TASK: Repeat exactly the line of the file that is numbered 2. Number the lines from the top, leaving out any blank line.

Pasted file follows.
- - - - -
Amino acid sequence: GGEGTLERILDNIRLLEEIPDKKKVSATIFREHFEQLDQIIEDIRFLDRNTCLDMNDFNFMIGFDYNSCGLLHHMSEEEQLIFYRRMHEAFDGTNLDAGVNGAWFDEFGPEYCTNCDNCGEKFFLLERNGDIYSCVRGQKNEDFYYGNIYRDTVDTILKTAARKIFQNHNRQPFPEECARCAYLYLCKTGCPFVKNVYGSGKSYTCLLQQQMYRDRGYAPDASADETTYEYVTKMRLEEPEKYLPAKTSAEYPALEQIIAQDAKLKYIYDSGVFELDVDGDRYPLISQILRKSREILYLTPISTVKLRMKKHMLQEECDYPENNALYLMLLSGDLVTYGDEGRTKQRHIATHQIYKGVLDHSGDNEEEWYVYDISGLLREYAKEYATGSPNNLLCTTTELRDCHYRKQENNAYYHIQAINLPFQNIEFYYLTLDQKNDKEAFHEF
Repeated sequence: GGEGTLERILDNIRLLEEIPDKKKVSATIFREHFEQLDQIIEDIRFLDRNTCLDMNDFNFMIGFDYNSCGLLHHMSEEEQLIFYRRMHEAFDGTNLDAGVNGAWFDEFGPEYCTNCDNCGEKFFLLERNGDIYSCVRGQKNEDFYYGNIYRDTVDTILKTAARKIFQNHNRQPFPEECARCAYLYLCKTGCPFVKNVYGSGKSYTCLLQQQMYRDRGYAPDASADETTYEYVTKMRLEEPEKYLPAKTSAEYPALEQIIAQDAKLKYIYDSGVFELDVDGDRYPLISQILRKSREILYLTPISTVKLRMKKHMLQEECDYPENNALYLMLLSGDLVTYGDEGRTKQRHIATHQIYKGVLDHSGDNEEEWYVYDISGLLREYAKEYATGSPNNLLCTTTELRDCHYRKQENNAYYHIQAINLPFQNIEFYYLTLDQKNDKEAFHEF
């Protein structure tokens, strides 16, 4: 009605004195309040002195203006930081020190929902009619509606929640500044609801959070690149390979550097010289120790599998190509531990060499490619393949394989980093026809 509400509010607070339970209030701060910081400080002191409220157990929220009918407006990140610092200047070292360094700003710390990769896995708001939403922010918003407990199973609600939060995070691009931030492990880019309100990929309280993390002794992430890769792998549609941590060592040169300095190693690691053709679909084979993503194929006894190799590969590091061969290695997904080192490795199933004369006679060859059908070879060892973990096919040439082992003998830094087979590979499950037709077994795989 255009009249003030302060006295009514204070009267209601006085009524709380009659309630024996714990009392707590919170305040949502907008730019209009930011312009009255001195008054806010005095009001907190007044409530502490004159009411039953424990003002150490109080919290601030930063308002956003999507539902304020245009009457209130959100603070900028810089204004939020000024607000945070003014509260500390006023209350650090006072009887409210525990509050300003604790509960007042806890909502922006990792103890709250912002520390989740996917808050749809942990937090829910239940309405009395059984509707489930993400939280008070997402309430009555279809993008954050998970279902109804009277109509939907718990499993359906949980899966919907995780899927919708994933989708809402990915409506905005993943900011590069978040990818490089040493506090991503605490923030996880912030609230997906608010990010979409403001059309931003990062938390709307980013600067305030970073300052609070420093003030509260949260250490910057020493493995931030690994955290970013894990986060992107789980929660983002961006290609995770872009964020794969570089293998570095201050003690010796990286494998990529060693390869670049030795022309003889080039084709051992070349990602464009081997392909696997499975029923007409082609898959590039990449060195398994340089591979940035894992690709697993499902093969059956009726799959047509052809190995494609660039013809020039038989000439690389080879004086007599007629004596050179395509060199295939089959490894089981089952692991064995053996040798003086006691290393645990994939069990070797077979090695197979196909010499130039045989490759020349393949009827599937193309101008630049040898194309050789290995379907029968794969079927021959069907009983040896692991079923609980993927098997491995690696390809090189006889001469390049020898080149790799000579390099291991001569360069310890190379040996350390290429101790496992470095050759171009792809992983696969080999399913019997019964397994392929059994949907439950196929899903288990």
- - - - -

Repeated sequence: GGEGTLERILDNIRLLEEIPDKKKVSATIFREHFEQLDQIIEDIRFLDRNTCLDMNDFNFMIGFDYNSCGLLHHMSEEEQLIFYRRMHEAFDGTNLDAGVNGAWFDEFGPEYCTNCDNCGEKFFLLERNGDIYSCVRGQKNEDFYYGNIYRDTVDTILKTAARKIFQNHNRQPFPEECARCAYLYLCKTGCPFVKNVYGSGKSYTCLLQQQMYRDRGYAPDASADETTYEYVTKMRLEEPEKYLPAKTSAEYPALEQIIAQDAKLKYIYDSGVFELDVDGDRYPLISQILRKSREILYLTPISTVKLRMKKHMLQEECDYPENNALYLMLLSGDLVTYGDEGRTKQRHIATHQIYKGVLDHSGDNEEEWYVYDISGLLREYAKEYATGSPNNLLCTTTELRDCHYRKQENNAYYHIQAINLPFQNIEFYYLTLDQKNDKEAFHEF